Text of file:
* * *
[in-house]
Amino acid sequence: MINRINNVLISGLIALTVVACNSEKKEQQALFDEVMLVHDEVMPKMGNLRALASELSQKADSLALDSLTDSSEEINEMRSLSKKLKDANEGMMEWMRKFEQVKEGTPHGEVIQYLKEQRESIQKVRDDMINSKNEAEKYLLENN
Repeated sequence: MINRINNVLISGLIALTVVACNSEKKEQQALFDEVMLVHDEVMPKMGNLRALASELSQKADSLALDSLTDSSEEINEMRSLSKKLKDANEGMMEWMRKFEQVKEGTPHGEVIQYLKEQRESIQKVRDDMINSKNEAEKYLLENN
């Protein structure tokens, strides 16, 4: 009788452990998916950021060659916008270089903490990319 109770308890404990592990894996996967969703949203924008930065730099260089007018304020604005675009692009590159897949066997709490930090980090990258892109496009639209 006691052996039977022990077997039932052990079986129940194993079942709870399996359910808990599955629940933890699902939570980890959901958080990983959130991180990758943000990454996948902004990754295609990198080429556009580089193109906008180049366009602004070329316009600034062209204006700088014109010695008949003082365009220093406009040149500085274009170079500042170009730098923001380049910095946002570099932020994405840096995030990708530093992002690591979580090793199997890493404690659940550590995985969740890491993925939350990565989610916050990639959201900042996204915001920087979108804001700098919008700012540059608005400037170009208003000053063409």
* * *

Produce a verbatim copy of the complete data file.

[in-house]
Amino acid sequence: MINRINNVLISGLIALTVVACNSEKKEQQALFDEVMLVHDEVMPKMGNLRALASELSQKADSLALDSLTDSSEEINEMRSLSKKLKDANEGMMEWMRKFEQVKEGTPHGEVIQYLKEQRESIQKVRDDMINSKNEAEKYLLENN
Repeated sequence: MINRINNVLISGLIALTVVACNSEKKEQQALFDEVMLVHDEVMPKMGNLRALASELSQKADSLALDSLTDSSEEINEMRSLSKKLKDANEGMMEWMRKFEQVKEGTPHGEVIQYLKEQRESIQKVRDDMINSKNEAEKYLLENN
């Protein structure tokens, strides 16, 4: 009788452990998916950021060659916008270089903490990319 109770308890404990592990894996996967969703949203924008930065730099260089007018304020604005675009692009590159897949066997709490930090980090990258892109496009639209 006691052996039977022990077997039932052990079986129940194993079942709870399996359910808990599955629940933890699902939570980890959901958080990983959130991180990758943000990454996948902004990754295609990198080429556009580089193109906008180049366009602004070329316009600034062209204006700088014109010695008949003082365009220093406009040149500085274009170079500042170009730098923001380049910095946002570099932020994405840096995030990708530093992002690591979580090793199997890493404690659940550590995985969740890491993925939350990565989610916050990639959201900042996204915001920087979108804001700098919008700012540059608005400037170009208003000053063409």